Should I Pay Off My Mortgage While Interest Rates Are Low?

Should I Pay Off My Mortgage While Interest Rates Are Low?

With interest rates currently sitting at all-time lows, many Australian mortgage holders are taking the opportunity presented by lower repayments to catch their breath – and maybe splurge a little with that extra cash.

But while it can be tempting to treat yourself to a holiday or a new car, a period of low interest rates is actually the ideal time to reduce your debt as much as possible by paying down your mortgage.

A recent study by Smartline Personal Mortgage Advisors found that paying extra on your mortgage each week can have a huge impact on the life of your loan. An extra $100 per week on the average mortgage could save at least $115,000 in interest costs alone.

Paying less interest means more of your hard-earned cash is applied to your principal debt, which can take years off the length of an average home loan.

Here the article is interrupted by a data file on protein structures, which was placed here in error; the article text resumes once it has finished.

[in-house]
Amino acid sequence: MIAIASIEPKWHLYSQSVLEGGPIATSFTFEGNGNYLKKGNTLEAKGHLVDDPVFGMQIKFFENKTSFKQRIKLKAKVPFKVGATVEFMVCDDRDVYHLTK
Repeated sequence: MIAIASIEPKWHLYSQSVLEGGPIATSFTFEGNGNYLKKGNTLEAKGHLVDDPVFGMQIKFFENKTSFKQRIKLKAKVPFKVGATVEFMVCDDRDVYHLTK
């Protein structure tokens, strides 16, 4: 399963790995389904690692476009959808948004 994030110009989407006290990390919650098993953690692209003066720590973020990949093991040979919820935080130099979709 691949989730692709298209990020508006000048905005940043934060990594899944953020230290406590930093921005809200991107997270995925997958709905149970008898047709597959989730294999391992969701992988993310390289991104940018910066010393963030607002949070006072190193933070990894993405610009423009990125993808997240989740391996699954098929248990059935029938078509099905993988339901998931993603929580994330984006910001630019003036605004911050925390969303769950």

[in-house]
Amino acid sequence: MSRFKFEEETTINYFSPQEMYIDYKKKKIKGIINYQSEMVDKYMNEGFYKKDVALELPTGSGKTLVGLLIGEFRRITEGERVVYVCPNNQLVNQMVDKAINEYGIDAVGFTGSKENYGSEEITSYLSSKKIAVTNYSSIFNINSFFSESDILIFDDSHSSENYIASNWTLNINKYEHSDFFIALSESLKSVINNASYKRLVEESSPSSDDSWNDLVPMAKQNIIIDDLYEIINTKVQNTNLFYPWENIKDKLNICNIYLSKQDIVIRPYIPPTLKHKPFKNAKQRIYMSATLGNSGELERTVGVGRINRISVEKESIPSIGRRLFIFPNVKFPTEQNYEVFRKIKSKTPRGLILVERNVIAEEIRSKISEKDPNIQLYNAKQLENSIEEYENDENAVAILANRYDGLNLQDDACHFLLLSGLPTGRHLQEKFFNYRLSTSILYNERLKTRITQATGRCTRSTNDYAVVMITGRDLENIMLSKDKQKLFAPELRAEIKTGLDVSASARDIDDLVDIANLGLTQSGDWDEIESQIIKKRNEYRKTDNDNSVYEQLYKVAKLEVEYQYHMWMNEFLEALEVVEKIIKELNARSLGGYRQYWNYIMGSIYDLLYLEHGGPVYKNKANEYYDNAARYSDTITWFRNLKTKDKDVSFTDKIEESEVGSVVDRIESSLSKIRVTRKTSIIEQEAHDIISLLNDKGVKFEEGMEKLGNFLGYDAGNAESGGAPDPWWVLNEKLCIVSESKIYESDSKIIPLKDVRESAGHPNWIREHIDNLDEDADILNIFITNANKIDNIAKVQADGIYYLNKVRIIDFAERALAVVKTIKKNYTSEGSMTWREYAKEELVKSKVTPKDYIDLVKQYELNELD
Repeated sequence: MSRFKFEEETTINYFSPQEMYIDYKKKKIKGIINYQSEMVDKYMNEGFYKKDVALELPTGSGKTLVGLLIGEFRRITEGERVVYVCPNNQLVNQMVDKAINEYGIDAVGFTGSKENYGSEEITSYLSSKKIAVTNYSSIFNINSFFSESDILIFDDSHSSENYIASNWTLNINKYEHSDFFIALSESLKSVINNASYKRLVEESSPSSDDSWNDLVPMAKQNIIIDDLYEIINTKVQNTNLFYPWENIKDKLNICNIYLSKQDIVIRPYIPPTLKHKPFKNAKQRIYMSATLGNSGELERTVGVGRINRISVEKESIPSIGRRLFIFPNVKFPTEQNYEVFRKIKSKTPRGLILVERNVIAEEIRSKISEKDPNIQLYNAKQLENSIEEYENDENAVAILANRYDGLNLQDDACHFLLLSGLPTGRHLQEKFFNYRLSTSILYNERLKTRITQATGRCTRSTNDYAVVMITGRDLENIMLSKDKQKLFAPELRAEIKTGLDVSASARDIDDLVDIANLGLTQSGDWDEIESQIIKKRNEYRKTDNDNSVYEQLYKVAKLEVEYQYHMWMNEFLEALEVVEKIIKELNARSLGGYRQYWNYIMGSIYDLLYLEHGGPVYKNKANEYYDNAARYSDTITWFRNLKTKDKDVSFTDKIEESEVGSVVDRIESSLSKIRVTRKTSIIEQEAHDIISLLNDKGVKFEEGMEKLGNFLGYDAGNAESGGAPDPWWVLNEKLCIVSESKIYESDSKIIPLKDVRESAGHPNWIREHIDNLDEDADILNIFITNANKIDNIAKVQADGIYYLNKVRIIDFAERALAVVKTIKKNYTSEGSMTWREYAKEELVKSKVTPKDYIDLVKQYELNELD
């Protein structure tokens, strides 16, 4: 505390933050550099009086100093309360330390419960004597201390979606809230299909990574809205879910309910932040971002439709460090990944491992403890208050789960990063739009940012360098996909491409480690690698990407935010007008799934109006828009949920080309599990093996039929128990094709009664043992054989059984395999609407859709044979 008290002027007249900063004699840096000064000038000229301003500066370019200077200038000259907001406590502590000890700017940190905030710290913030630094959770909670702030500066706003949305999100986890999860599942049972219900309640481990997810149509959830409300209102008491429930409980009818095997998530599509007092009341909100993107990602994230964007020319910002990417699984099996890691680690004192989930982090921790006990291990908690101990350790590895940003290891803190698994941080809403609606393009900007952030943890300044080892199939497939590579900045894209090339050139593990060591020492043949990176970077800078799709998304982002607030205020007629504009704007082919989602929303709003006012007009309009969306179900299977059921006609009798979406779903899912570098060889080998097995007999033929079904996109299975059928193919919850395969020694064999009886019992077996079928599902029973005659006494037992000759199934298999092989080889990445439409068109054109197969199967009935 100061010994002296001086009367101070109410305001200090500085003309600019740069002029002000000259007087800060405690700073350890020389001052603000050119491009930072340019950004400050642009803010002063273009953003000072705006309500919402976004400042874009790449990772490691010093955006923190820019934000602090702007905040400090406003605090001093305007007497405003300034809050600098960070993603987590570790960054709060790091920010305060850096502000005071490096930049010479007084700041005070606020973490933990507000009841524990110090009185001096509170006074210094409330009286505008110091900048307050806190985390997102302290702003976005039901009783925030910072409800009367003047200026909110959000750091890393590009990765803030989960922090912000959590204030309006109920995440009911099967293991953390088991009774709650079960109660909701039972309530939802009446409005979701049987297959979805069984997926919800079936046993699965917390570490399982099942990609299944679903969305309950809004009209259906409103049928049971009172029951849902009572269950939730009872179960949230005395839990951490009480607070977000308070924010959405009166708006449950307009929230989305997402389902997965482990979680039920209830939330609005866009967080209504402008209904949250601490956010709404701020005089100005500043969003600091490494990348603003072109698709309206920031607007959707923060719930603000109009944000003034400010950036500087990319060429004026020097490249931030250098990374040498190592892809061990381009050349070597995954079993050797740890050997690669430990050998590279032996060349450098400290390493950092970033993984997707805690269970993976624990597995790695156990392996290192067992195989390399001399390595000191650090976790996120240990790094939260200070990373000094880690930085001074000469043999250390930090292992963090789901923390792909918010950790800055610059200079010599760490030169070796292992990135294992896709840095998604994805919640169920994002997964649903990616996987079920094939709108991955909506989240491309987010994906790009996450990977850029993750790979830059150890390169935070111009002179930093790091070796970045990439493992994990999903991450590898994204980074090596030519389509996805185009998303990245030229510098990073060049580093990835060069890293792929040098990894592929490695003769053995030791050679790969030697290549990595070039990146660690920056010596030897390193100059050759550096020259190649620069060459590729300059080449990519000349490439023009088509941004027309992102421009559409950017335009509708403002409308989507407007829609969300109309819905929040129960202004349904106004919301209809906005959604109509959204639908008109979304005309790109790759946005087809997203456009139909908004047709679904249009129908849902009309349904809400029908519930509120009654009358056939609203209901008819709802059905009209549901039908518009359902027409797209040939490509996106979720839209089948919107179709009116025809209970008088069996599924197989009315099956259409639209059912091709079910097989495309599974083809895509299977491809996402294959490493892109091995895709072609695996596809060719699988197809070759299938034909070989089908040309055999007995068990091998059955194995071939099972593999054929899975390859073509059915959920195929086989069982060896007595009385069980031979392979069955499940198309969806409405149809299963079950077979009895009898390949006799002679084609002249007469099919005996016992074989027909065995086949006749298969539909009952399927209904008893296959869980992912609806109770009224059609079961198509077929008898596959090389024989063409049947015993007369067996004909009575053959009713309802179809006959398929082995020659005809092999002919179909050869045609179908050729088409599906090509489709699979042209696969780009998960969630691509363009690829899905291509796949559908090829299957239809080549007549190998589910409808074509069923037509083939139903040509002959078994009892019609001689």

So while interest rates are low, think of your mortgage as a piggy bank – the more you put in now, the more you can enjoy the benefits later.

It will take some discipline, but maintaining your repayments at a higher level while rates are low will deliver greater financial security down the track.

Remember, though, that not all home loans are created equal – the structure of your mortgage can impact on the effectiveness of any additional payments.

Speak to your bank manager or financial planner to ensure your extra effort will pay the dividends you deserve.

The information provided in this blog is of a general nature only and in no way constitutes legal or professional advice, or specific advice in relation to any finance strategies. In all cases we recommend you receive professional financial advice for your own personal circumstances.

Ben Everingham


Ben founded Pumped On Property after building a multi-million dollar property portfolio over a 5 year period. His mission is to show you how to replace your income through property investing so you can do what you love…full time.